Regarding Assange and Wikileaks, I think the reason the NYT (and the Guardian) attack Assange is he is not a member of the club. He is not an insider, and he called them to account, and he was not humble about it. He demanded to be treated as an equal on his own terms, and that is just not done.

    This country is becoming more and more corrupt. The press is playing the role of the emperor’s courtiers. Access is valued above all else. The NYT and Washington Post play this role to the hilt. They still do some good journalism around the edges, but they are very reluctant to embarrass those who occupy seats of power, privilege and authority. I don’t think they are angry at being beaten at their own game. They no longer take pride in being truly independent – they are mad that anyone had the temerity to crash the party. Assange is an enemy because he is an outsider.

  11. ollie says

    Uh, no I am not clueless. There is a difference between refusing to follow an illegal order and giving out classified information and I am sorry that you can’t tell the difference. The difference is not subtle.

  12. ollie says

    “So far as the lower level personnel being in a position to make a judgement: That seems rather condescending”

    It probably sounds that way to you, but it really isn’t. Here is why:

    1. the lower on the totem pole you are, the more compartmentalized the information you see.

    2. The lower ranking people tend to be very young (teens or early 20’s) and it is a fact that parts of the brain aren’t fully developed at that age.

    3. there is also the “experience issue”; there is no substitute for that.

    Of course, the higher ups can be corrupt and sometimes are, as you point out.

  13. Ulysses says

    I’ve looked at the material posted in wikileaks. There were some things like the helicopter gunmen shooting at civilians which were actually relevant to whatever point Manning was trying to make. However the vast majority of the material was along the “Berlusconi is corrupt” and “Bulgarian soccer clubs are used by organized crime to launder money” lines. Anyone whose news sources are more indepth than MSNBC or Fox News would know these sorts of things.

    Manning broke the law. You may not like the law. I certainly don’t like the legal harassment Manning has undergone. But the matter is quite simple. Manning divulged classified material to someone who was not authorized to receive it. What’s more Manning signed a paper telling him quite specifically what the legal ramifications of communicating classified material to unauthorized people were.

    I was in the U.S. military some 20 years ago. I had security clearances more restrictive than Top Secret. I had to sign papers describing what exactly would happen if I were to give unauthorized people access to Sensitive Compartmented Information (SCI) even inadvertently. Manning’s disclosure was not inadvertent. As a result, he will spend many years in substandard accommodation, just as he was told would happen.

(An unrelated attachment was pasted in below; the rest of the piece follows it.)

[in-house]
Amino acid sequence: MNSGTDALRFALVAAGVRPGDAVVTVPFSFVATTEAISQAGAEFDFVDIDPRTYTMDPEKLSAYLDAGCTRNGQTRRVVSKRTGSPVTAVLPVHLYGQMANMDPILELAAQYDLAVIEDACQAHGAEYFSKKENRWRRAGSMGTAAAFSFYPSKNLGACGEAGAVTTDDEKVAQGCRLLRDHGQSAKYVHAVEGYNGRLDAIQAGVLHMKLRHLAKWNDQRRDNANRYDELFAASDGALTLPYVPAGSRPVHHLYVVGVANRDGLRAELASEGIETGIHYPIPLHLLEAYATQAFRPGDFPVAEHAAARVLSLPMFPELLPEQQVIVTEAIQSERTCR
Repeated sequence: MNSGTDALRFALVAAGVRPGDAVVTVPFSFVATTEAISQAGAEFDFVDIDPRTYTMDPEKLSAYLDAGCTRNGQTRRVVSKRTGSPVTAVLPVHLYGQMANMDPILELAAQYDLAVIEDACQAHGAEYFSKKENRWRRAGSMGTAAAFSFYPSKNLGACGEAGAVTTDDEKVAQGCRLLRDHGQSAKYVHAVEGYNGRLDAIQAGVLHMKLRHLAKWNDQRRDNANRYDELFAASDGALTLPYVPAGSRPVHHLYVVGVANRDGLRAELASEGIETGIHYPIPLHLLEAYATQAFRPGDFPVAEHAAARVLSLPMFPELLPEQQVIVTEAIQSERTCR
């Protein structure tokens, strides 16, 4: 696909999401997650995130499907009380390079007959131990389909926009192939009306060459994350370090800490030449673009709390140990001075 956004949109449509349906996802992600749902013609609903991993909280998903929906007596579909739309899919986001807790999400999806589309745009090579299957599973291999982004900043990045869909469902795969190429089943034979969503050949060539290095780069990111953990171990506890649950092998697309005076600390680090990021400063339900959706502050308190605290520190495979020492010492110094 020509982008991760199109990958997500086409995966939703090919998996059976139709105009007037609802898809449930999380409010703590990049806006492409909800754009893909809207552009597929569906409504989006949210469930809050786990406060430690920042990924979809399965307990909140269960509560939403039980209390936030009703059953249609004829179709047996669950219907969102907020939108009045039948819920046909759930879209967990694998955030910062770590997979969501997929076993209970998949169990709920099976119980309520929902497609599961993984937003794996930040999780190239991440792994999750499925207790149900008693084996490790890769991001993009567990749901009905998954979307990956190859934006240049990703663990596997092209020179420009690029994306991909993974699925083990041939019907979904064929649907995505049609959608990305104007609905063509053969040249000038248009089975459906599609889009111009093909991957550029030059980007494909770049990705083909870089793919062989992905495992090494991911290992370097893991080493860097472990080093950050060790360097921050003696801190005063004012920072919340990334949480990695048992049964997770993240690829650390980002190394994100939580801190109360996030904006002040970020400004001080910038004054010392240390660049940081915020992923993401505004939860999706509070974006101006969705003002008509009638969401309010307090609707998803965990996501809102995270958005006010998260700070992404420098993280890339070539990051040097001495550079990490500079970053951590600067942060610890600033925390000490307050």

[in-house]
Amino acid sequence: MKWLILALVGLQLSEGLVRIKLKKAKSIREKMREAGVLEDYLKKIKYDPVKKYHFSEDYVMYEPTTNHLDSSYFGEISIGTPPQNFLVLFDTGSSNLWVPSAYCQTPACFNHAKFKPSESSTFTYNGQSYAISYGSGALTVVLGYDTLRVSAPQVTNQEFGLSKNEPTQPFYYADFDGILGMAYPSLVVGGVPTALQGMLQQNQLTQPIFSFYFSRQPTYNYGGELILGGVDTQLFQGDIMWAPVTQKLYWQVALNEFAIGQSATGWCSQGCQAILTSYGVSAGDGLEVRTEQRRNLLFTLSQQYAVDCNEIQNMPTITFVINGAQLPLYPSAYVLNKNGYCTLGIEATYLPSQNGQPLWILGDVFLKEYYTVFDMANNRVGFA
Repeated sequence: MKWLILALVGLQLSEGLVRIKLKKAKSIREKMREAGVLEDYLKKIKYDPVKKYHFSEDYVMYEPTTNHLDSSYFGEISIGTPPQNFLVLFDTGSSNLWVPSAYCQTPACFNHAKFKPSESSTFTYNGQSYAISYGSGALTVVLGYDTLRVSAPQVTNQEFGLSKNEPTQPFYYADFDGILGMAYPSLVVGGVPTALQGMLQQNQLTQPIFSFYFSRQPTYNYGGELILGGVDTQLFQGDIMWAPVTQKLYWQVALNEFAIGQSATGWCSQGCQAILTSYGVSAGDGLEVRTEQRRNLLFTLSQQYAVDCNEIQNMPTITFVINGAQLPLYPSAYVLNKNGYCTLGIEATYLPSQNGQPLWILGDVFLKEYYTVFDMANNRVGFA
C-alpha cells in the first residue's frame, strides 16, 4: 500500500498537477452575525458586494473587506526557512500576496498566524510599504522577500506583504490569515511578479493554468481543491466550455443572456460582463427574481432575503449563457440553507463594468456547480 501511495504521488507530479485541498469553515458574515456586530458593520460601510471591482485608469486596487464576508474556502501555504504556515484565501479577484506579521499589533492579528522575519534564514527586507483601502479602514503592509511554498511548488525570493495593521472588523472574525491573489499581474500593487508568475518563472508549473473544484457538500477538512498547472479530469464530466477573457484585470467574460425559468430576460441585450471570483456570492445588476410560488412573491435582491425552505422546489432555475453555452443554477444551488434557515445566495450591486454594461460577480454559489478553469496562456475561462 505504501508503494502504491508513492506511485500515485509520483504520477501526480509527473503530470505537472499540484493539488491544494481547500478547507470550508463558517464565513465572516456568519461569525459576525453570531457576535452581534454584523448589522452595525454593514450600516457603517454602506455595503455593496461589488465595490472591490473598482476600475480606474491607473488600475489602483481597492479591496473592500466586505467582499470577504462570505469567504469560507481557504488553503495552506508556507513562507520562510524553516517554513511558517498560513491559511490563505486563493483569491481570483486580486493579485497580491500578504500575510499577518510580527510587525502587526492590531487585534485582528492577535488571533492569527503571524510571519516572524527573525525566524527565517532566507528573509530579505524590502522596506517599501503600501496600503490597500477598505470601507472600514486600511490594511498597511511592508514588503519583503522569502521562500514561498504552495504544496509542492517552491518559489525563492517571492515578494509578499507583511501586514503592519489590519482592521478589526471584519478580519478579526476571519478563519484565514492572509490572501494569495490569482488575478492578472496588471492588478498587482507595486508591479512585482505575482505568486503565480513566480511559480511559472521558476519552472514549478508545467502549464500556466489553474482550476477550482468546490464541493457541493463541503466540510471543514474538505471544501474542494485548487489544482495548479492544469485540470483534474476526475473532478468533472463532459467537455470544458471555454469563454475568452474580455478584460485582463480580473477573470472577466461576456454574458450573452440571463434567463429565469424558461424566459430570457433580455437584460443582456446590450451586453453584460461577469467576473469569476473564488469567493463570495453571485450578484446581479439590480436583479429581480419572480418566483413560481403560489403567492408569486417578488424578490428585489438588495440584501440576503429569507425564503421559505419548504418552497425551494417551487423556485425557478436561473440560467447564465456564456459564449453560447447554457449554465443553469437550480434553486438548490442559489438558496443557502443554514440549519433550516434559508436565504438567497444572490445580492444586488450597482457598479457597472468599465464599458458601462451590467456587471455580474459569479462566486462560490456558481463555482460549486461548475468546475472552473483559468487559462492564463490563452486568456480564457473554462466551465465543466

14. Ulysses says

    Assange is an unpleasant, narcissistic egotist suspected of rape. There are other reasons to dislike him besides professional jealousy.

  15. says

    Your sneering aside, I’m not sure what your military background has to do with anything i wrote. I was in the military too, much more recently. Had security clearance also.

    I don’t care for black and white thinking. Just because something is illegal does not mean I accept it as immoral. Please note that people are allowed to discuss the moral and ethical implications of this, not just the legal aspects.

    So far as the material is concerned: is was a mass dump of docs. Whatever the logistics of that choice were, and I hope the reasoning does come to light, that isn’t relevant to the point I made. The characterization you made was unfair and pins the media’s obsession with salacious stories on Manning.

  16. peter henry says

    To Ulysses,

    Everything you say about Assange may be true. One does not have to be a personally appealing person to have a positive effect on the world, and Wikileaks has released more imortant secret embarrassing documents in the past few years than all the rest of the world’s press combined.

    Assange is indeed wanted for questioning on suspicion of rape. He has, of course, agreed to return to Sweden to face the sex crime allegations but has not received assurances from Sweden he won’t be immediately extradited to the U.S. to face hidden charges.

    That has no bearing on the claims I made. I am not lionizing him, I am only indicating why I think the press which at one time worked with him has turned on him.